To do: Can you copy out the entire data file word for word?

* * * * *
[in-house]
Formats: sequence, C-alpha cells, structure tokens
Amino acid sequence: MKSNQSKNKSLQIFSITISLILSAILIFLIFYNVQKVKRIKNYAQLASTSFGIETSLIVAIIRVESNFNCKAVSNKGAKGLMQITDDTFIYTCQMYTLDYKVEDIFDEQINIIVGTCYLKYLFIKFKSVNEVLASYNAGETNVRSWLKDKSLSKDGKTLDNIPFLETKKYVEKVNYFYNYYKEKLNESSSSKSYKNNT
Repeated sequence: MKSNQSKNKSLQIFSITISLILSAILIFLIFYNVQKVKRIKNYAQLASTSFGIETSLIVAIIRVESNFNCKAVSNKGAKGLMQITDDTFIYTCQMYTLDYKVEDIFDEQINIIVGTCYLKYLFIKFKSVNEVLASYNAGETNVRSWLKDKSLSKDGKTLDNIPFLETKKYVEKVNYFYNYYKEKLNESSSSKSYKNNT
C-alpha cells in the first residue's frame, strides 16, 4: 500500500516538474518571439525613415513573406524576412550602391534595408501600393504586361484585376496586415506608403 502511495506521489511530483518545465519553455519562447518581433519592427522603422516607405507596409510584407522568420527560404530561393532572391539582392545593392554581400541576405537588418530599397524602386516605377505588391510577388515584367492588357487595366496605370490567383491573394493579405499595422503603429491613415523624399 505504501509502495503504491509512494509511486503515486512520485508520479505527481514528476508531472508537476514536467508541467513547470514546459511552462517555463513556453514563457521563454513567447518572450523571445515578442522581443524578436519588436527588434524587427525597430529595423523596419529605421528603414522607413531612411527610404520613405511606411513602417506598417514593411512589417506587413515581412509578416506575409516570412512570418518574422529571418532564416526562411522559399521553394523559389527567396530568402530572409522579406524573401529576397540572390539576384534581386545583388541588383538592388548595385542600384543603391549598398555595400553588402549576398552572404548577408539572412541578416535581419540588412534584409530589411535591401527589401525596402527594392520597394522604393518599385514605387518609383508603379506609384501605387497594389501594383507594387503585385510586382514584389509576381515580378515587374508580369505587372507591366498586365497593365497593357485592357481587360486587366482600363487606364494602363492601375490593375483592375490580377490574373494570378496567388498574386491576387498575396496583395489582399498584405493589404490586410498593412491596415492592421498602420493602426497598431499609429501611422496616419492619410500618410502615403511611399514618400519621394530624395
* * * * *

[in-house]
Formats: sequence, C-alpha cells, structure tokens
Amino acid sequence: MKSNQSKNKSLQIFSITISLILSAILIFLIFYNVQKVKRIKNYAQLASTSFGIETSLIVAIIRVESNFNCKAVSNKGAKGLMQITDDTFIYTCQMYTLDYKVEDIFDEQINIIVGTCYLKYLFIKFKSVNEVLASYNAGETNVRSWLKDKSLSKDGKTLDNIPFLETKKYVEKVNYFYNYYKEKLNESSSSKSYKNNT
Repeated sequence: MKSNQSKNKSLQIFSITISLILSAILIFLIFYNVQKVKRIKNYAQLASTSFGIETSLIVAIIRVESNFNCKAVSNKGAKGLMQITDDTFIYTCQMYTLDYKVEDIFDEQINIIVGTCYLKYLFIKFKSVNEVLASYNAGETNVRSWLKDKSLSKDGKTLDNIPFLETKKYVEKVNYFYNYYKEKLNESSSSKSYKNNT
C-alpha cells in the first residue's frame, strides 16, 4: 500500500516538474518571439525613415513573406524576412550602391534595408501600393504586361484585376496586415506608403 502511495506521489511530483518545465519553455519562447518581433519592427522603422516607405507596409510584407522568420527560404530561393532572391539582392545593392554581400541576405537588418530599397524602386516605377505588391510577388515584367492588357487595366496605370490567383491573394493579405499595422503603429491613415523624399 505504501509502495503504491509512494509511486503515486512520485508520479505527481514528476508531472508537476514536467508541467513547470514546459511552462517555463513556453514563457521563454513567447518572450523571445515578442522581443524578436519588436527588434524587427525597430529595423523596419529605421528603414522607413531612411527610404520613405511606411513602417506598417514593411512589417506587413515581412509578416506575409516570412512570418518574422529571418532564416526562411522559399521553394523559389527567396530568402530572409522579406524573401529576397540572390539576384534581386545583388541588383538592388548595385542600384543603391549598398555595400553588402549576398552572404548577408539572412541578416535581419540588412534584409530589411535591401527589401525596402527594392520597394522604393518599385514605387518609383508603379506609384501605387497594389501594383507594387503585385510586382514584389509576381515580378515587374508580369505587372507591366498586365497593365497593357485592357481587360486587366482600363487606364494602363492601375490593375483592375490580377490574373494570378496567388498574386491576387498575396496583395489582399498584405493589404490586410498593412491596415492592421498602420493602426497598431499609429501611422496616419492619410500618410502615403511611399514618400519621394530624395